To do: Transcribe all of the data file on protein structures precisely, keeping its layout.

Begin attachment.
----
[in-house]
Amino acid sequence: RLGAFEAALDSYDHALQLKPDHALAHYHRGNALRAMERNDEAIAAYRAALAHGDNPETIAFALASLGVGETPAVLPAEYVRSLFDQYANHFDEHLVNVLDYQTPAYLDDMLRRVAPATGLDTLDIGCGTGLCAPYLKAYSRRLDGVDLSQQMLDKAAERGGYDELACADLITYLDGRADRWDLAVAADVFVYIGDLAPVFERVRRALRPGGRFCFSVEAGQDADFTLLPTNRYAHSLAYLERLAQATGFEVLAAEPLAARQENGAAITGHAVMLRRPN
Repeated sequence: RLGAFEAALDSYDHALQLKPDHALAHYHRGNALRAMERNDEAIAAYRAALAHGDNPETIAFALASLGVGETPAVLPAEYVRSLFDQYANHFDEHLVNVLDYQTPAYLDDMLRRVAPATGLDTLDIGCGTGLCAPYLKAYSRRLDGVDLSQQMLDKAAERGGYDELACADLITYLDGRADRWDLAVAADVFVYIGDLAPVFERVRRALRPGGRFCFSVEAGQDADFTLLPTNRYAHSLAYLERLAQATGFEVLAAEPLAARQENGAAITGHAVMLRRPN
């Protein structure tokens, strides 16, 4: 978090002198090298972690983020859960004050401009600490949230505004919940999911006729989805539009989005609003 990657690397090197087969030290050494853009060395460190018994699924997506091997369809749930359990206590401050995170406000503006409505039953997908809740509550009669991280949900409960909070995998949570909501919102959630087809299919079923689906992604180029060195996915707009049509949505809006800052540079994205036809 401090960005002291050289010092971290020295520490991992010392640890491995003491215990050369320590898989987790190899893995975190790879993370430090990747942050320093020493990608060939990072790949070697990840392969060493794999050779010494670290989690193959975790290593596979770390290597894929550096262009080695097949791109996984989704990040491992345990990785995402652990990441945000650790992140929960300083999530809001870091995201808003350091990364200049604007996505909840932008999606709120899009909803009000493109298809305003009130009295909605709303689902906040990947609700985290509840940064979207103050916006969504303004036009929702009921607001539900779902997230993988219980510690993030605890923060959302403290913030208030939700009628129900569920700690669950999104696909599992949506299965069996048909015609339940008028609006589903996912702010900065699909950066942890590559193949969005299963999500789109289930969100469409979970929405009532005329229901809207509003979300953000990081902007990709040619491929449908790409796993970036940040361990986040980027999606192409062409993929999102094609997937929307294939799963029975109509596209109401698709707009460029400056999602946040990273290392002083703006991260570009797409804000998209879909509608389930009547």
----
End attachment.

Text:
[in-house]
Amino acid sequence: RLGAFEAALDSYDHALQLKPDHALAHYHRGNALRAMERNDEAIAAYRAALAHGDNPETIAFALASLGVGETPAVLPAEYVRSLFDQYANHFDEHLVNVLDYQTPAYLDDMLRRVAPATGLDTLDIGCGTGLCAPYLKAYSRRLDGVDLSQQMLDKAAERGGYDELACADLITYLDGRADRWDLAVAADVFVYIGDLAPVFERVRRALRPGGRFCFSVEAGQDADFTLLPTNRYAHSLAYLERLAQATGFEVLAAEPLAARQENGAAITGHAVMLRRPN
Repeated sequence: RLGAFEAALDSYDHALQLKPDHALAHYHRGNALRAMERNDEAIAAYRAALAHGDNPETIAFALASLGVGETPAVLPAEYVRSLFDQYANHFDEHLVNVLDYQTPAYLDDMLRRVAPATGLDTLDIGCGTGLCAPYLKAYSRRLDGVDLSQQMLDKAAERGGYDELACADLITYLDGRADRWDLAVAADVFVYIGDLAPVFERVRRALRPGGRFCFSVEAGQDADFTLLPTNRYAHSLAYLERLAQATGFEVLAAEPLAARQENGAAITGHAVMLRRPN
């Protein structure tokens, strides 16, 4: 978090002198090298972690983020859960004050401009600490949230505004919940999911006729989805539009989005609003 990657690397090197087969030290050494853009060395460190018994699924997506091997369809749930359990206590401050995170406000503006409505039953997908809740509550009669991280949900409960909070995998949570909501919102959630087809299919079923689906992604180029060195996915707009049509949505809006800052540079994205036809 401090960005002291050289010092971290020295520490991992010392640890491995003491215990050369320590898989987790190899893995975190790879993370430090990747942050320093020493990608060939990072790949070697990840392969060493794999050779010494670290989690193959975790290593596979770390290597894929550096262009080695097949791109996984989704990040491992345990990785995402652990990441945000650790992140929960300083999530809001870091995201808003350091990364200049604007996505909840932008999606709120899009909803009000493109298809305003009130009295909605709303689902906040990947609700985290509840940064979207103050916006969504303004036009929702009921607001539900779902997230993988219980510690993030605890923060959302403290913030208030939700009628129900569920700690669950999104696909599992949506299965069996048909015609339940008028609006589903996912702010900065699909950066942890590559193949969005299963999500789109289930969100469409979970929405009532005329229901809207509003979300953000990081902007990709040619491929449908790409796993970036940040361990986040980027999606192409062409993929999102094609997937929307294939799963029975109509596209109401698709707009460029400056999602946040990273290392002083703006991260570009797409804000998209879909509608389930009547």